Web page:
Life of Major General Henry Lee
Cecil B. Hartley


Lee’s Legion placed by Washington under marching order for the South—Sets out—Stopped and ordered back to New Jersey by Washington—Arrives and ordered to take post in rear of the army —Knyphausen’s marauding inroad into Jersey—Lee’s active and useful services in the battle of Springfield described by General Greene—Lee again ordered on important and confidential service by Washington—To take the command at Monmouth, to await the arrival of the French fleet.

EARLY in the year 1780 it appears to have been the determination of Washington to detach the corps under the command of Major Lee from the main army for service at the south. The corps which already consisted of three companies of cavalry had been further augmented by the addition of a body of infantry, and in order that it might be designated by a term which should be applicable to both kinds of the force it comprised, and at the same time include the name of its commander, it was thenceforth known in the army as LEE’S LEGION, a name under which it acquired imperishable fame.

On March 30th, 1780, in a letter from Washington at his headquarters, Morristown, to Major Lee, he says, “You will be pleased upon receipt of this, to take the most expeditious measures for putting the whole force, both horse and foot, in readiness to march. If you move, your destination will be South Carolina. The horse will go the whole way by land; the foot will go down the Chesapeake Bay by water, and meet the horse at Petersburg. As soon as you have given the necessary orders at Burlington, you had best repair to Philadelphia, and apply to the Board of War, to whom I have written on the subject, for the articles wanted to equip the corps for so long a march.”

Lee set out on his march southward soon after receiving these orders. But the arrival of the Marquis de Lafayette, with the promise of more aid from France, appears to have occasioned a change in Washington’s decision, respecting the theatre of operations for Lee’s Legion. Writing to Lafayette, from Morristown, May 20th, 1780, Washington says, “I send a letter with this to stop Lee’s corps.”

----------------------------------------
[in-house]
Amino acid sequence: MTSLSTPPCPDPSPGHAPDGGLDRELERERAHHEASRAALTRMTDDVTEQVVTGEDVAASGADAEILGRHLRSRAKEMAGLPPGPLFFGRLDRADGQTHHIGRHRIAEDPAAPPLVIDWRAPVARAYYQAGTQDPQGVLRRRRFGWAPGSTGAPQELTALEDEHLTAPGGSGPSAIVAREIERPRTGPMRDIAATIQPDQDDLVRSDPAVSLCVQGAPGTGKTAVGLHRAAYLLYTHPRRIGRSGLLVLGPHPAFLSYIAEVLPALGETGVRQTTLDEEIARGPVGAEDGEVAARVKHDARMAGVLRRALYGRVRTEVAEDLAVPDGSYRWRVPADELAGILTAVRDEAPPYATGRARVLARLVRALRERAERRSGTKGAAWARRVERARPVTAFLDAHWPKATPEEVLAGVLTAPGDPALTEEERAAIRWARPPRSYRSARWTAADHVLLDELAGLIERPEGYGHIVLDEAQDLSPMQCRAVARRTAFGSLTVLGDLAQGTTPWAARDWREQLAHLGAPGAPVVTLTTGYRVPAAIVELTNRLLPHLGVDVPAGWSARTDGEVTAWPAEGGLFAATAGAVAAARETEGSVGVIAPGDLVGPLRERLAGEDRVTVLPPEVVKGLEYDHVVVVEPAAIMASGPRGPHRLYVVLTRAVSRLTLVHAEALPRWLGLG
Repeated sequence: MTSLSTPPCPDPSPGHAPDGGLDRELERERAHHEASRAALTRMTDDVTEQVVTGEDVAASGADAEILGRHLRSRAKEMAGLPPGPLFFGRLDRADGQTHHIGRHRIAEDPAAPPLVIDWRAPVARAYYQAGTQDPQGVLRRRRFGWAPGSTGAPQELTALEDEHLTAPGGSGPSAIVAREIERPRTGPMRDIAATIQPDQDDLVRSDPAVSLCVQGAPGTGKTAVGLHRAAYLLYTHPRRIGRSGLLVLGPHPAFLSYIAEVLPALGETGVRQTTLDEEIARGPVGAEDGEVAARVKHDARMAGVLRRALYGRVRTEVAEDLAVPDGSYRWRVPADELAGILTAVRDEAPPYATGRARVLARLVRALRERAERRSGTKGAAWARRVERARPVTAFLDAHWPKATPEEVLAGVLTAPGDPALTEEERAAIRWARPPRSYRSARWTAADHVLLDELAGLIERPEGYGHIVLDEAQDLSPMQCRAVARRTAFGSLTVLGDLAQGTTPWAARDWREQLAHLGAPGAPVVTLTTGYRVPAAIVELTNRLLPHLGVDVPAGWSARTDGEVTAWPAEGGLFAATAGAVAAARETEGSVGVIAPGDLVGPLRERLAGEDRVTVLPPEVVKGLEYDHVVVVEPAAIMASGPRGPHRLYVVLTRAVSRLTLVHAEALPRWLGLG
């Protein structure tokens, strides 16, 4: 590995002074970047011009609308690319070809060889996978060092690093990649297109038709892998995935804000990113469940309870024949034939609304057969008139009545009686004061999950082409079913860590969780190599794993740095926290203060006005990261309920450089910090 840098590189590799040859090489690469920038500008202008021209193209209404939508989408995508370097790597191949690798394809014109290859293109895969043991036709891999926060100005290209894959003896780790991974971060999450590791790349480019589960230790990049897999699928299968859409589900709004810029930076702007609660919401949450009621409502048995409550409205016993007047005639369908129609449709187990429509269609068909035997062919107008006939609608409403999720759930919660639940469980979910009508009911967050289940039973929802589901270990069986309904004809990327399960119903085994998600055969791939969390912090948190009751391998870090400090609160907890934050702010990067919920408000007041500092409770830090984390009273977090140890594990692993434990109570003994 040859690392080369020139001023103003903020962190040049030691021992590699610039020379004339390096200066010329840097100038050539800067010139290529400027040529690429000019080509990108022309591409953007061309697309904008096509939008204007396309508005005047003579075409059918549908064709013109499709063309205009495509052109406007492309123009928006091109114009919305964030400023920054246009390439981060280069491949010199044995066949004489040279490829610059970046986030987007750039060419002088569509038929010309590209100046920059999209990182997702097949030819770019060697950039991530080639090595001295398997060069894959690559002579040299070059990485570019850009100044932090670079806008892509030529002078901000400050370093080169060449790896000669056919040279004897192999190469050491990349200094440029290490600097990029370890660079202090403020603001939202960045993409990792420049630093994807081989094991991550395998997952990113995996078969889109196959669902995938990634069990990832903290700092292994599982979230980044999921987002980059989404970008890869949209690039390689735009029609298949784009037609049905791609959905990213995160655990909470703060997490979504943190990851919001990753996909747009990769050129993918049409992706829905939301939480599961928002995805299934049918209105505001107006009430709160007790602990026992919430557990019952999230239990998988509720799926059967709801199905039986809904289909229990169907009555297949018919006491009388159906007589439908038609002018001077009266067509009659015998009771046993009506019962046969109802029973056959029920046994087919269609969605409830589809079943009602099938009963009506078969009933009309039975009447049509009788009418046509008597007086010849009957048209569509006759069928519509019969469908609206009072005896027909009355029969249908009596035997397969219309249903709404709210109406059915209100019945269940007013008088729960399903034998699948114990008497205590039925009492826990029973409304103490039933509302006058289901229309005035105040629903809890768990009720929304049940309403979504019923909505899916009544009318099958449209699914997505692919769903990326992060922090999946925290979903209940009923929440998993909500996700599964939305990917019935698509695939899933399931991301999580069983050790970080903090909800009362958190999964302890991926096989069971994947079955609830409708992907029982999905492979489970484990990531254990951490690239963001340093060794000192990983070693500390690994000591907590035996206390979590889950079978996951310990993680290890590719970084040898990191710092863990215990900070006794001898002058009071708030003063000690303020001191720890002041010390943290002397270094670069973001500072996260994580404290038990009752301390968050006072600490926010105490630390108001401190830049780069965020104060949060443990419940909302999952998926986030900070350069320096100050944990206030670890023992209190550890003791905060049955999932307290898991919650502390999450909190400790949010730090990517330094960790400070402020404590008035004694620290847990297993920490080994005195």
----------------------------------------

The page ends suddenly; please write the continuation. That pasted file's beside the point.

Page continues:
Lee was wanted for confidential service near the Commander-in-chief. He does not appear to have reported himself and his corps as ready for service in Washington’s neighborhood until June, when he received from him the following letter:


DEAR SIR—I have received your favour of this date. The spirit which has been exhibited by your corps gives me pleasure, and, be assured, meets with my thanks and approbation. As your rapid progress must have fatigued the cavalry in some degree, I wish you for the present to take post somewhere in our rear. Perhaps Chatham, or its vicinity, is as well calculated to afford you forage as any other place. You will, however, when you have fixed on the spot, be pleased by a line to point it out to me. I shall be glad to see you at my quarters to-morrow morning. I am, &c.

A few days after Lee’s receipt of this, General Knyphausen made his infamous marauding incursion into Jersey, sacking Connecticut Farms, and burning Springfield, without any other apparent motive than that of inflicting distress upon the inhabitants. At Springfield he was met by a detachment under General Greene, and a spirited action ensued, in which Lee’s Legion took an active part.

General Greene in his despatch to Washington, 24th June, 1780, giving an account of the battle of Springfield, says:

The enemy advanced from Elizabethtown about five o’clock in the morning, said to be about five thousand infantry, with a large body of cavalry, and fifteen or twenty pieces of artillery. Their march was rapid and compact. They moved in two columns, one on the main road leading to Springfield, the other on the Vauxhall road. Major Lee, with the horse and pickets, opposed the right column, and Colonel Dayton with his regiment the left, and both gave as much opposition as could have been expected from so small a force. Our troops were so extended, in order to guard the different roads leading to the several passes over the mountains, that I had scarcely time to collect them at Springfield and make the necessary dispositions, before the enemy appeared before the town; when a cannonade commenced between their advance and our artillery posted for the defence of the bridge.